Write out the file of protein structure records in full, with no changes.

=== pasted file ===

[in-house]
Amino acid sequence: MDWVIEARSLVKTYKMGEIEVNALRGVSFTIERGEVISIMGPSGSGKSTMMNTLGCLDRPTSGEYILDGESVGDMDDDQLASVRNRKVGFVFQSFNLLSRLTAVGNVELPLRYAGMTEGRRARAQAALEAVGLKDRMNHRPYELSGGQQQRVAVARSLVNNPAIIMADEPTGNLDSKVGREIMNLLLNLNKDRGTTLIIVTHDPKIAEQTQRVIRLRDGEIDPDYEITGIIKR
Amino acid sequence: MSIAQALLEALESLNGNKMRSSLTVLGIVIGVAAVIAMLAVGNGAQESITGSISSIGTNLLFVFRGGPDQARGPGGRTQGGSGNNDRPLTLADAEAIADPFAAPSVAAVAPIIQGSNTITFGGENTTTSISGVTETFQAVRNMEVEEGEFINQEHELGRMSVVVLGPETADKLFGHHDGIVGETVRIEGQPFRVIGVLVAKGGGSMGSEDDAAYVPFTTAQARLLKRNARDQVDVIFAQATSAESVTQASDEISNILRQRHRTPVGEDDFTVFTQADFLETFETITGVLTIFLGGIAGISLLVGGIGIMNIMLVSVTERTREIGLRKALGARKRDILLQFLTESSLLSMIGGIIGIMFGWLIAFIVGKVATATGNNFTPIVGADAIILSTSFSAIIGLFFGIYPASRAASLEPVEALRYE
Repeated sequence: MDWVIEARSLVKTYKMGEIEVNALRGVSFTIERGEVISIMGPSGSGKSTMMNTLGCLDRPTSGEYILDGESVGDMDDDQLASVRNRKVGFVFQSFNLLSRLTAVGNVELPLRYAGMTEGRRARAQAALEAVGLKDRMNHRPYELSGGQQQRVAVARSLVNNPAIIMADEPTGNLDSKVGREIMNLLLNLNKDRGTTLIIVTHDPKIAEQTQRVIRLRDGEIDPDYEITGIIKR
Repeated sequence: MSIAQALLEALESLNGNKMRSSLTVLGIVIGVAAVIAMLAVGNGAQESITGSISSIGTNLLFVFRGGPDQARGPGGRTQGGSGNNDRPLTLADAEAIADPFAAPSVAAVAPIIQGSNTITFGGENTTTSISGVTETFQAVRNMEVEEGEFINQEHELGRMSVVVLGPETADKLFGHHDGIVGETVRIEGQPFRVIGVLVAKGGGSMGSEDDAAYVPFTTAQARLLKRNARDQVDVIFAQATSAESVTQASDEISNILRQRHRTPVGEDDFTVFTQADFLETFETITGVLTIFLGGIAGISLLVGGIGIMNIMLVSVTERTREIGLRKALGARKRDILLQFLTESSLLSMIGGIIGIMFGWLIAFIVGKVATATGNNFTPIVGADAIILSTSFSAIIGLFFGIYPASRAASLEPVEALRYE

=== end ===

[in-house]
Amino acid sequence: MDWVIEARSLVKTYKMGEIEVNALRGVSFTIERGEVISIMGPSGSGKSTMMNTLGCLDRPTSGEYILDGESVGDMDDDQLASVRNRKVGFVFQSFNLLSRLTAVGNVELPLRYAGMTEGRRARAQAALEAVGLKDRMNHRPYELSGGQQQRVAVARSLVNNPAIIMADEPTGNLDSKVGREIMNLLLNLNKDRGTTLIIVTHDPKIAEQTQRVIRLRDGEIDPDYEITGIIKR
Amino acid sequence: MSIAQALLEALESLNGNKMRSSLTVLGIVIGVAAVIAMLAVGNGAQESITGSISSIGTNLLFVFRGGPDQARGPGGRTQGGSGNNDRPLTLADAEAIADPFAAPSVAAVAPIIQGSNTITFGGENTTTSISGVTETFQAVRNMEVEEGEFINQEHELGRMSVVVLGPETADKLFGHHDGIVGETVRIEGQPFRVIGVLVAKGGGSMGSEDDAAYVPFTTAQARLLKRNARDQVDVIFAQATSAESVTQASDEISNILRQRHRTPVGEDDFTVFTQADFLETFETITGVLTIFLGGIAGISLLVGGIGIMNIMLVSVTERTREIGLRKALGARKRDILLQFLTESSLLSMIGGIIGIMFGWLIAFIVGKVATATGNNFTPIVGADAIILSTSFSAIIGLFFGIYPASRAASLEPVEALRYE
Repeated sequence: MDWVIEARSLVKTYKMGEIEVNALRGVSFTIERGEVISIMGPSGSGKSTMMNTLGCLDRPTSGEYILDGESVGDMDDDQLASVRNRKVGFVFQSFNLLSRLTAVGNVELPLRYAGMTEGRRARAQAALEAVGLKDRMNHRPYELSGGQQQRVAVARSLVNNPAIIMADEPTGNLDSKVGREIMNLLLNLNKDRGTTLIIVTHDPKIAEQTQRVIRLRDGEIDPDYEITGIIKR
Repeated sequence: MSIAQALLEALESLNGNKMRSSLTVLGIVIGVAAVIAMLAVGNGAQESITGSISSIGTNLLFVFRGGPDQARGPGGRTQGGSGNNDRPLTLADAEAIADPFAAPSVAAVAPIIQGSNTITFGGENTTTSISGVTETFQAVRNMEVEEGEFINQEHELGRMSVVVLGPETADKLFGHHDGIVGETVRIEGQPFRVIGVLVAKGGGSMGSEDDAAYVPFTTAQARLLKRNARDQVDVIFAQATSAESVTQASDEISNILRQRHRTPVGEDDFTVFTQADFLETFETITGVLTIFLGGIAGISLLVGGIGIMNIMLVSVTERTREIGLRKALGARKRDILLQFLTESSLLSMIGGIIGIMFGWLIAFIVGKVATATGNNFTPIVGADAIILSTSFSAIIGLFFGIYPASRAASLEPVEALRYE